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When you’re just starting out investing on Robinhood, it’s tempting to go with low-priced stocks. You might be on a low budget and only have a few bucks of play money to throw into your account every month. Buying penny stocks also comes with thrill of finding a diamond in the rough; what investor doesn’t want to buy a stock for under $1 and then see it skyrocket to $50 or more? However, before you pull the trigger on a Wall Street bargain bin special, you should know the facts about buying penny stocks on Robinhood, and the myriad risks this can involve.
What is a Penny Stock?
First things first: let’s define what a penny stock is, so we are on the same page. According to Investopedia:
A penny stock refers to a small company’s stock that typically trades for less than $5 per share. Although some penny stocks trade on large exchanges such as the New York Stock Exchange (NYSE), most penny stocks trade via over the counter (OTC) transactions.
So a penny stock is not just a stock that trades literally for pennies, nor are they all necessarily stocks that you’ve never heard of. Using the definition above, some notable penny stock names include JCPenny (JCP), Eastman Kodak (KODK) and Nokia Corporation (NOK). What do you notice about these stocks? That’s right, they are fallen giants of yesteryear. The vast majority of stocks under $5 are there because they are in trouble. That makes investing in penny stocks a risky and volatile enterprise. But it’s not all bad.
Penny Stock Benefits
While penny stocks have many risks, there are some potential upsides to investing in them.
- Penny stocks are generally less researched and followed compared to major companies like those in the S&P 500. Think you are going to find something undiscovered about Apple that the 44 Wall Street analysts who cover it will not? Fat chance. But there are tons of under-covered names in the penny stock world, providing those willing to do the work an advantage.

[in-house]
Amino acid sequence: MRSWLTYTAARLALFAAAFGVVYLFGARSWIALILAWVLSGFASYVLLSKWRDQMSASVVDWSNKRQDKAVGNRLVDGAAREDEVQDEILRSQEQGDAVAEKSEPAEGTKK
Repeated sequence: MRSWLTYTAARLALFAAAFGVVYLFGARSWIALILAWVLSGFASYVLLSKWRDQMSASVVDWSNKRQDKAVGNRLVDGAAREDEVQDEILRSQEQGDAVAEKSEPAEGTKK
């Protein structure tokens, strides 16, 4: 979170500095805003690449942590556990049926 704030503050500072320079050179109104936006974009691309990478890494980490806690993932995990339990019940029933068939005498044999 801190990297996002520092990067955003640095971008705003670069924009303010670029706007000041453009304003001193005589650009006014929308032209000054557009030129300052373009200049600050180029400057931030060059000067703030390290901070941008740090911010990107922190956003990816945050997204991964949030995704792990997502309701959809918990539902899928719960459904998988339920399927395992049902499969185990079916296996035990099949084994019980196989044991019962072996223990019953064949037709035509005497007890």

- Some penny stocks get unfairly oversold. When a stock disappoints investors there can be a pile on effect driven by large institutional investors and high-frequency traders that pushes the stock into the graveyard, even if it still has a good bit of life left. Take Diebold (DBD), the largest manufacturer of ATM machines globally. After a series of horrific earnings misses and C-Suite turnover, the stock cratered from more than $37 to a low of $2.50 at the beginning of January 2019. Today it trades at $11.11, a more than 500% gain!
- Penny stocks will often move sharply on the slightest news, up and down. While this is a classic risk of penny stocks, it can also work to your advantage if you closely monitor the stock. One small announcement of a drug reaching a new level of FDA approval or a celebrity endorsement can send shares higher. This makes penny stocks a favorite of active traders because successful trading tends to rely on price volatility.
Penny Stock Risks
So penny stocks do have some pros! What’s the catch? They also have a long, long list of cons. Here are just the most prominent risks to keep in mind.
- Most penny stocks will go to zero. Remember the companies we listed above such as JCPenny and Eastman Kodak? Those are actually some of the higher quality penny stocks in this troubled universe. While JCP and KODK have their share of troubles, they at least have legitimate products and brand names that most people have heard of. When you dig deep on any given penny stock you’ll often find dubious or non-existent products and corporate leadership teams that wouldn’t look out of place on an episode of The Sopranos. Tim Sykes, the most well-known penny stock trader, said of the penny stock universe in an interview with Mint.com: “Ninety-nine percent of the civilized world hates penny stocks, because 99% of penny stocks are scams or are destined to fail.”
- Which brings us to our second point: because most penny stocks trade on less regulated over the counter (OTC) markets, also known as the Pink Sheets, these types of stocks are rampant with fraud, insider trading and other unsavory business and marketing practices.
- Penny stocks are extremely volatile. It’s not uncommon to see gains and losses in excess of 10% in a single day, and sometimes much more. Additionally, if you’re lucky enough to hold a stock with a big gain, those gains can evaporate and turn into big losses, often within the same day. This makes constant vigilance of your positions with a day trading broker essential if you’re going to dabble in these securities.